Telecommunications Networks: A Technical Device, Sociological Concept, and Measuring Instrument for Sociability Researchers

Special Report: Key Aspects of Networks
By Patrice Flichy

Digital telecommunications networks are equipped with devices allowing the traceability of communications actions. Provided that the concerned individuals agree, this enables the constitution of exhaustive databases of communications activities. Technical networks can thus be used to study social networks: to make detailed descriptions of practices; to analyse precisely the scope, location and patterns of sociability networks; to understand the interactions between sociability and the various telecommunications devices available. It turns out that their are complex interactions between technical networks and social networks. The former provide actors with resources and constraints to develop the latter; but they also provide social scientists with tools to study social networks. For researchers studying sociability, networks are, at the same time, a technical device, a sociological concept and a measuring instrument.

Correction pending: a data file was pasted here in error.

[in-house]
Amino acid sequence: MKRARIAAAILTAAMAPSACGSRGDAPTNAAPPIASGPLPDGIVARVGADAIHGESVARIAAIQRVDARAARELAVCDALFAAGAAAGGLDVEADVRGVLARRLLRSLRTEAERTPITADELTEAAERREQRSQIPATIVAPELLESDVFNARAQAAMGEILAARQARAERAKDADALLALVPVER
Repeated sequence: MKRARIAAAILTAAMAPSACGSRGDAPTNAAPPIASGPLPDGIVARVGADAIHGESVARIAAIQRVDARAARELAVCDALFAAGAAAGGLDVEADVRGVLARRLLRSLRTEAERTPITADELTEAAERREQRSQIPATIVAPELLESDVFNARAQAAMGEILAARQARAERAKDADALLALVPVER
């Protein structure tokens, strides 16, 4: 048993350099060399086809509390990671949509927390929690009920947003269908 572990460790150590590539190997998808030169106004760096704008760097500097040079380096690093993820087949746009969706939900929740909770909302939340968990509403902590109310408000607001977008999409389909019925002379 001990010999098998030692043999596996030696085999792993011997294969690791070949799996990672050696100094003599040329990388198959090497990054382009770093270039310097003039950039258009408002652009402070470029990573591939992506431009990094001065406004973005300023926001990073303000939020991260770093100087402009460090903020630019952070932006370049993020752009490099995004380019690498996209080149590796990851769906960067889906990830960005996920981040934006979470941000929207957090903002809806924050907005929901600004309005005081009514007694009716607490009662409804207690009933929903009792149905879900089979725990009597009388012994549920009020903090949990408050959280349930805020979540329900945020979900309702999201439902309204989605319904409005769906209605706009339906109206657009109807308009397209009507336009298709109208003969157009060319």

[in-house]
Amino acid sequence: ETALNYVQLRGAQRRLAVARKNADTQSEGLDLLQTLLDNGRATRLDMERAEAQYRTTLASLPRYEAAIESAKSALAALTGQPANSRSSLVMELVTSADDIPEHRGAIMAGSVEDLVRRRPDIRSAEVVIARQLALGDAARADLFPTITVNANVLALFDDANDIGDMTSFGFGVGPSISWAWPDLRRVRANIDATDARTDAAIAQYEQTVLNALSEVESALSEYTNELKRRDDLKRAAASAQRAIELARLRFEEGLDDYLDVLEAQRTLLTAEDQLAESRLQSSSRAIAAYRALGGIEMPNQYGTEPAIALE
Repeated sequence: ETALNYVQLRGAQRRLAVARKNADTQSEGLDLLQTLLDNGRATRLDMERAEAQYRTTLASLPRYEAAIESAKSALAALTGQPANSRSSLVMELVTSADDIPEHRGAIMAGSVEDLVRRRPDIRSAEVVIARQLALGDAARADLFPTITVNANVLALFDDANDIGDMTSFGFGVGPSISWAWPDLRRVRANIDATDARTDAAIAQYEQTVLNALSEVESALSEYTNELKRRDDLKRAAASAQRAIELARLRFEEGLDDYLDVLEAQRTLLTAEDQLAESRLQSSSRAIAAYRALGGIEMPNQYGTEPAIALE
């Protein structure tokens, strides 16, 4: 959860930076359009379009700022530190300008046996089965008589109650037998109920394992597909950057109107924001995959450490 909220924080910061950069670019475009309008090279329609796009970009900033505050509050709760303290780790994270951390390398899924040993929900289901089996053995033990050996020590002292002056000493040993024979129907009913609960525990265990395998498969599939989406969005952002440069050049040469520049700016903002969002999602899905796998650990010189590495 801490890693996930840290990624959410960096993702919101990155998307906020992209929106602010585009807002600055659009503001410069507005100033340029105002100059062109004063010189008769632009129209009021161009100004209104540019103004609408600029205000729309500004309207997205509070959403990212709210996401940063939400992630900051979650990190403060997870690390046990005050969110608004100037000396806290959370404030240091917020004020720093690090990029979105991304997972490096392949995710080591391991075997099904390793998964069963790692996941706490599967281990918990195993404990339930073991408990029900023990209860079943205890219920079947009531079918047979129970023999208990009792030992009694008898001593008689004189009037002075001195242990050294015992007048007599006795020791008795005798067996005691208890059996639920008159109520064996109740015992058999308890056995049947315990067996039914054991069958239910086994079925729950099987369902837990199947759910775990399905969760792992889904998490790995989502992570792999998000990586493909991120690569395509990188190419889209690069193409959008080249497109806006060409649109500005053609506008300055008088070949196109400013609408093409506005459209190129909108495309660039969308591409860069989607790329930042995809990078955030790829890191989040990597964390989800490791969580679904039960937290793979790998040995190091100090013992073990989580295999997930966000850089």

In this paper, we first present various methods to study remote sociability. Then we describe the main features of fixed telephone use, based on the numerous data available. Finally we analyse the new telecommunications systems (mobile telephones, the Internet), the new forms of sociability that have emerged and the specific methodological problems raised by their study.

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